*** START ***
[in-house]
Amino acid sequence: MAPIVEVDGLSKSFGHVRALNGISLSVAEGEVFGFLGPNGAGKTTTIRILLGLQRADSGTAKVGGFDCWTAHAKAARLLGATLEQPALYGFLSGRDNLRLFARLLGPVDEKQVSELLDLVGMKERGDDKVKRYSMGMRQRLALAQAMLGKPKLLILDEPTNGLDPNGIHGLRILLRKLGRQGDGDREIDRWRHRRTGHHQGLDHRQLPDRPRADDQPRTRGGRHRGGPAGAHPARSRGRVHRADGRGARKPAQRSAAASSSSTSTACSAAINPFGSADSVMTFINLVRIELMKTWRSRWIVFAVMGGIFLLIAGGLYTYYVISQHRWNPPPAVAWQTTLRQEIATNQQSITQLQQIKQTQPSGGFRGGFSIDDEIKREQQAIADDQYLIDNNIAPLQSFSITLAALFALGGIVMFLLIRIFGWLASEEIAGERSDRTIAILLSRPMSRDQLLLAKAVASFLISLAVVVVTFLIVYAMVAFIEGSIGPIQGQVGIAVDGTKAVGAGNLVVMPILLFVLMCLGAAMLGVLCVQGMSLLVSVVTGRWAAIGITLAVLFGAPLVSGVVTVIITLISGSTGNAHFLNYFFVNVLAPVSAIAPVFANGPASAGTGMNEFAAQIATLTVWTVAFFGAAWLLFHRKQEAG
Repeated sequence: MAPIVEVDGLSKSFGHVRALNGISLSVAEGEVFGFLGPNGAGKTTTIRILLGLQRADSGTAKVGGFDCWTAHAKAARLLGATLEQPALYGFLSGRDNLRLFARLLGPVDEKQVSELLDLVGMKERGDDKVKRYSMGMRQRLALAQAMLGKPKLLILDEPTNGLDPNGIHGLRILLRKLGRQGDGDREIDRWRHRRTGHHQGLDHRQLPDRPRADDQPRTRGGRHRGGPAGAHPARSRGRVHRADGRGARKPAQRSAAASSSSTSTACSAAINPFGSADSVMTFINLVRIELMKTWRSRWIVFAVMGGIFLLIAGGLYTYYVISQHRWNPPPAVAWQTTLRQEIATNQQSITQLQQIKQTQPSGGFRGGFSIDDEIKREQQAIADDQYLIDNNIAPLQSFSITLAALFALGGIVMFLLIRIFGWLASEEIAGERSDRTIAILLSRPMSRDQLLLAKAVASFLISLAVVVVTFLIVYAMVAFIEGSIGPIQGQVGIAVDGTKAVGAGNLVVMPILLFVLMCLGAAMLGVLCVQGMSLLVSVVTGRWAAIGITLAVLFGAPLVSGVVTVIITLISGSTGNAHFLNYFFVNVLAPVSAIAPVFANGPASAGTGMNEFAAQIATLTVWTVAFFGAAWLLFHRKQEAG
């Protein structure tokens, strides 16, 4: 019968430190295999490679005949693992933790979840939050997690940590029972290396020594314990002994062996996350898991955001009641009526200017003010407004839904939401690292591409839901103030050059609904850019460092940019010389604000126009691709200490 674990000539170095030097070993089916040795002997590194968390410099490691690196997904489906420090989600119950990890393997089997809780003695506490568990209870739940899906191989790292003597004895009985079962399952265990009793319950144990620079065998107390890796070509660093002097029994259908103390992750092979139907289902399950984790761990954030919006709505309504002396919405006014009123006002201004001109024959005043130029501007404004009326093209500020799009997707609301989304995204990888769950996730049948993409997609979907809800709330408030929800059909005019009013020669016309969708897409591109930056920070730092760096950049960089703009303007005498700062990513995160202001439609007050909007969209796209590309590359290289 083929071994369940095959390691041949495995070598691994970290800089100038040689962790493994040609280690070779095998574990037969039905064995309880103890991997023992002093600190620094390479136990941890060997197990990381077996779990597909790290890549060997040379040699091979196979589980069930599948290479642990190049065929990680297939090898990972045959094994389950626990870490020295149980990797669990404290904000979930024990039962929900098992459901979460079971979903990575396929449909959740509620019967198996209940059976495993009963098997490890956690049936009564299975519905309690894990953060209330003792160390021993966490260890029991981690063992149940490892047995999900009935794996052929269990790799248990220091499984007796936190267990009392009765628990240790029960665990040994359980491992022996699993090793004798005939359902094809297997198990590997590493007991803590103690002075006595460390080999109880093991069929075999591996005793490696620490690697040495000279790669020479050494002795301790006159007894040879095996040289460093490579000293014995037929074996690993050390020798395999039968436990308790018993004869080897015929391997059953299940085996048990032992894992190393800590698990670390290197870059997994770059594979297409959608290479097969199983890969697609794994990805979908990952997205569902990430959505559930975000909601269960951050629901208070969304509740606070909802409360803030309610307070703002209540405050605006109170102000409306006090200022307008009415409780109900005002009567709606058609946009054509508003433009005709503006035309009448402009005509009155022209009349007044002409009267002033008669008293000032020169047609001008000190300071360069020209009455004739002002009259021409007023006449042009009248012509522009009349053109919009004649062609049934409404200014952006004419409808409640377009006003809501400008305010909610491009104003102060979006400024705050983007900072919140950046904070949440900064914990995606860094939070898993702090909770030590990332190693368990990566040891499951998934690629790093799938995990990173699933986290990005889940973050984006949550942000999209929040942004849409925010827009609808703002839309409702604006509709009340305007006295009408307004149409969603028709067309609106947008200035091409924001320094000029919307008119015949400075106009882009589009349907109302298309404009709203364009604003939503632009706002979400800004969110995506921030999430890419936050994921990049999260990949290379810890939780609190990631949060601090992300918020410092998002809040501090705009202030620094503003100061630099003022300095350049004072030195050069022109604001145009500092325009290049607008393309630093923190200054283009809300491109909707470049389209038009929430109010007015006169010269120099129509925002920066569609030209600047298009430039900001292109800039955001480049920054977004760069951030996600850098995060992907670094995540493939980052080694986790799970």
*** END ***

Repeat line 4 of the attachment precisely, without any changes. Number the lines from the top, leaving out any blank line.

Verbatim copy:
């Protein structure tokens, strides 16, 4: 019968430190295999490679005949693992933790979840939050997690940590029972290396020594314990002994062996996350898991955001009641009526200017003010407004839904939401690292591409839901103030050059609904850019460092940019010389604000126009691709200490 674990000539170095030097070993089916040795002997590194968390410099490691690196997904489906420090989600119950990890393997089997809780003695506490568990209870739940899906191989790292003597004895009985079962399952265990009793319950144990620079065998107390890796070509660093002097029994259908103390992750092979139907289902399950984790761990954030919006709505309504002396919405006014009123006002201004001109024959005043130029501007404004009326093209500020799009997707609301989304995204990888769950996730049948993409997609979907809800709330408030929800059909005019009013020669016309969708897409591109930056920070730092760096950049960089703009303007005498700062990513995160202001439609007050909007969209796209590309590359290289 083929071994369940095959390691041949495995070598691994970290800089100038040689962790493994040609280690070779095998574990037969039905064995309880103890991997023992002093600190620094390479136990941890060997197990990381077996779990597909790290890549060997040379040699091979196979589980069930599948290479642990190049065929990680297939090898990972045959094994389950626990870490020295149980990797669990404290904000979930024990039962929900098992459901979460079971979903990575396929449909959740509620019967198996209940059976495993009963098997490890956690049936009564299975519905309690894990953060209330003792160390021993966490260890029991981690063992149940490892047995999900009935794996052929269990790799248990220091499984007796936190267990009392009765628990240790029960665990040994359980491992022996699993090793004798005939359902094809297997198990590997590493007991803590103690002075006595460390080999109880093991069929075999591996005793490696620490690697040495000279790669020479050494002795301790006159007894040879095996040289460093490579000293014995037929074996690993050390020798395999039968436990308790018993004869080897015929391997059953299940085996048990032992894992190393800590698990670390290197870059997994770059594979297409959608290479097969199983890969697609794994990805979908990952997205569902990430959505559930975000909601269960951050629901208070969304509740606070909802409360803030309610307070703002209540405050605006109170102000409306006090200022307008009415409780109900005002009567709606058609946009054509508003433009005709503006035309009448402009005509009155022209009349007044002409009267002033008669008293000032020169047609001008000190300071360069020209009455004739002002009259021409007023006449042009009248012509522009009349053109919009004649062609049934409404200014952006004419409808409640377009006003809501400008305010909610491009104003102060979006400024705050983007900072919140950046904070949440900064914990995606860094939070898993702090909770030590990332190693368990990566040891499951998934690629790093799938995990990173699933986290990005889940973050984006949550942000999209929040942004849409925010827009609808703002839309409702604006509709009340305007006295009408307004149409969603028709067309609106947008200035091409924001320094000029919307008119015949400075106009882009589009349907109302298309404009709203364009604003939503632009706002979400800004969110995506921030999430890419936050994921990049999260990949290379810890939780609190990631949060601090992300918020410092998002809040501090705009202030620094503003100061630099003022300095350049004072030195050069022109604001145009500092325009290049607008393309630093923190200054283009809300491109909707470049389209038009929430109010007015006169010269120099129509925002920066569609030209600047298009430039900001292109800039955001480049920054977004760069951030996600850098995060992907670094995540493939980052080694986790799970």